FEATURE: Disaster-proofing your village before the floods – the case of Sindh, Pakistan
Amiera Sawas, a PhD researcher from King’s College London, reflects on her experience of working with flood affected communities in Sindh province in Pakistan.
Sindh, a province in the South of Pakistan is suffering multiple effects of climate change. The IPCC Special Report on managing the risks of extreme climate events (SREX) (2012) highlighted the growing tendency for climate-change induced disasters. Sindh has suffered droughts, floods and cyclones on many occasions in the last ten years, and they are becoming more frequent.
Floods have a painful significance in recent years, with devastating occurrences in both 2010 and 2011. Just as communities were in early recovery from the floods of 2010, monsoon rains persisted in July to mid-September 2011, causing 434 deaths in the province with 8.9 million people affected, fleeing to the roadsides, or waiting for army and NGO boats to save them from their remote villages. When the flooding subsided, after 2 months in relief camps, internally displaced Sindhi’s returned home to find that 1.52 million of their homes were severely damaged and livelihoods based on livestock and agriculture could not be saved.
Fatay and Zulaikar, husband and wife of a pastoralist family in Badin district, Sindh explain in their own words:
“The rains came in the middle of the night, whilst most people were sleeping. When we woke up, there was water of about 2-3 feet and we did not know how to escape, because our village is far from the main road. The water was very dirty because the floods had damaged our (sanitation and water) facilities. I was very pregnant at the time, and our livestock are our livelihood so we didn’t want to leave them to die, so we did not know what to do. We were rescued in boats by the army and NGOs. We are thankful to be alive, but we lost our livestock and now we are trying to rebuild our livelihood by starting from the beginning”.
I have spent the last two months with Sindhi communities, and by far their biggest concern is that that the Pakistan Meteorological Department has warned of even worse monsoon rainfall this year, and thus predicts another flood for Sindh. And whilst the National Disaster Management Authority (NDMA) has produced a disaster risk reduction (DRR) plan for Pakistan, in which responsibility has been devolved to provincial and district disaster management authorities, this policy is in its infancy.
A CDKN project with officials in another flood affected province, Punjab, and the support CDKN is providing to the NDMA to design a risk insurance programme, is helping to strengthen the institutional capacity. However, this process takes time, and the results will likely not benefit those fearful of this year’s floods.
As a result local communities are not relying on government support alone this summer: with the advice of local NGOs, they are working quickly to disaster-proof their villages themselves.
I have met with many fantastic local organisations and seen the hard work that is taking place in preparation for the floods. In particular, the Laar Humanitarian and Development Programme (LHDP), has shown me that any intervention directed at the community level needs to be led by the community itself.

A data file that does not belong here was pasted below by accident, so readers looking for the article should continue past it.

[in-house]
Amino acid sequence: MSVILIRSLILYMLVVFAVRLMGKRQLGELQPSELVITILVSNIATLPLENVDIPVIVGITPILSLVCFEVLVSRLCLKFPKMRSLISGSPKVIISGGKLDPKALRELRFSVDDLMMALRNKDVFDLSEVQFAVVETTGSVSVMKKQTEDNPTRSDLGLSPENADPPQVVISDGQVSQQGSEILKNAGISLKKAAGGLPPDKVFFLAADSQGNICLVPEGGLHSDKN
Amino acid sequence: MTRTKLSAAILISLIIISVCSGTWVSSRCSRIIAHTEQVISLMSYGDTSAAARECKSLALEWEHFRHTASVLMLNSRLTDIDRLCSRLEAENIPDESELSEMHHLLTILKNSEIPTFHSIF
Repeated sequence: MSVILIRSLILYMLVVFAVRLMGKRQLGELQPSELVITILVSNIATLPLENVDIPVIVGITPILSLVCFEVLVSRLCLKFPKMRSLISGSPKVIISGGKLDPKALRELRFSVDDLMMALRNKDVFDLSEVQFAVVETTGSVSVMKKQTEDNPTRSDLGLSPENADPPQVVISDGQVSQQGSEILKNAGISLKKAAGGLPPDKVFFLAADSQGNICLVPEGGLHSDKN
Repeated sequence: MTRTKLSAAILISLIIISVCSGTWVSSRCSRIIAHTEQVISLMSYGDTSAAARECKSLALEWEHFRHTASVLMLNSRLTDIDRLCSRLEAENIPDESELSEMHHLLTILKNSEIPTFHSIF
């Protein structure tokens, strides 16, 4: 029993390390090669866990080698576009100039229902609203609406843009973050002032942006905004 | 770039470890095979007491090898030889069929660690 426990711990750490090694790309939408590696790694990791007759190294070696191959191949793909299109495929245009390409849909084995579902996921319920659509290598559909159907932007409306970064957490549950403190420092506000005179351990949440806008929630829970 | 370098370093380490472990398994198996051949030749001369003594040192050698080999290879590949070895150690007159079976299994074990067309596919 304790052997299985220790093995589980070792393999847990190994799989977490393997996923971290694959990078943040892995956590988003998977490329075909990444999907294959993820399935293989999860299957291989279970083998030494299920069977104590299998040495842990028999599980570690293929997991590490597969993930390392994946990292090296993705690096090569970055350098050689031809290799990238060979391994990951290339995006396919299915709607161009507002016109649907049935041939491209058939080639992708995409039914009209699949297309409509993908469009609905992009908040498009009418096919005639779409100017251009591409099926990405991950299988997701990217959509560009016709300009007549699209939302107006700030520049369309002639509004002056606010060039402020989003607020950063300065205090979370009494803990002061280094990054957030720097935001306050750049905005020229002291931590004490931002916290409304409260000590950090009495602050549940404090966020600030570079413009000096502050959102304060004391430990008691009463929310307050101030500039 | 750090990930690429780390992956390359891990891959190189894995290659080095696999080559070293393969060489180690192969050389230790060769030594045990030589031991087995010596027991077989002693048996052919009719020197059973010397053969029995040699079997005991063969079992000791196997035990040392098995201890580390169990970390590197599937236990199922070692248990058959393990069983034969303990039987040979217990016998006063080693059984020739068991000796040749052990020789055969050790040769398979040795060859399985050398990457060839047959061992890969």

Through my work in Sindh I can see three important elements to any community level risk reduction strategy
LHDP and other local organisations are advising communities on how to transform their homes from ‘katcha’ (semi-permanent housing) to ‘pukka’ (permanent, stable housing) structures, using local, cheap materials. This also included building homes on raised platforms, made from livestock faeces and straw. I visited many villages, where the women and men were rushing to finish their new homes before the rains come. They told me that previously they saw flood-proofed homes as an unachievable dream.
One of the most dangerous impacts of flooding is the damage to non-permanent latrines (which are used by the majority in rural Sindh – if anything is used at all), leading to contamination of the flood and drinking water. This is particularly dangerous for children, who as a result, suffer serious gastro and diarrheal diseases, in a time where access to a doctor is limited. Now, with a small amount of support from NGOs, communities are building permanent, flood-proof latrine structures, out of local materials that are accessible either for free, or in local market stalls.
One of the biggest problems for communities at a time of disaster, is knowing what to do first. In the past, many people lost their livestock, which is vital to their livelihoods, while trying to save themselves and their children. LHDP and others have been engaging communities and assigning clear roles and responsibilities to individuals and groups through using interactive theatre. Performing powerful and relatable scenarios, they negotiate and assign roles to men, women and children, which take into account the holistic safety needs of the village.
Poor and vulnerable people are not helpless in the face of disasters. Seeing these communities actively confront the immense climate change challenges facing them was quite an inspiration, a challenge they often take on with pride. This highlighted for me, more than ever, that there are multiple roles to be played in mitigating the impacts of climate change. While a National DRR plan is essential, communities are, and strive to be, actively engaged in preparing themselves for disasters to come; they just need some practical and affordable DRR advice, a role that can be played by government or civil society actors.
Amiera Sawas is a PhD researcher from King’s College London, focusing on water, sanitation and hygiene in flood-affected communities in Pakistan.
Images courtesy of Amiera Sawas.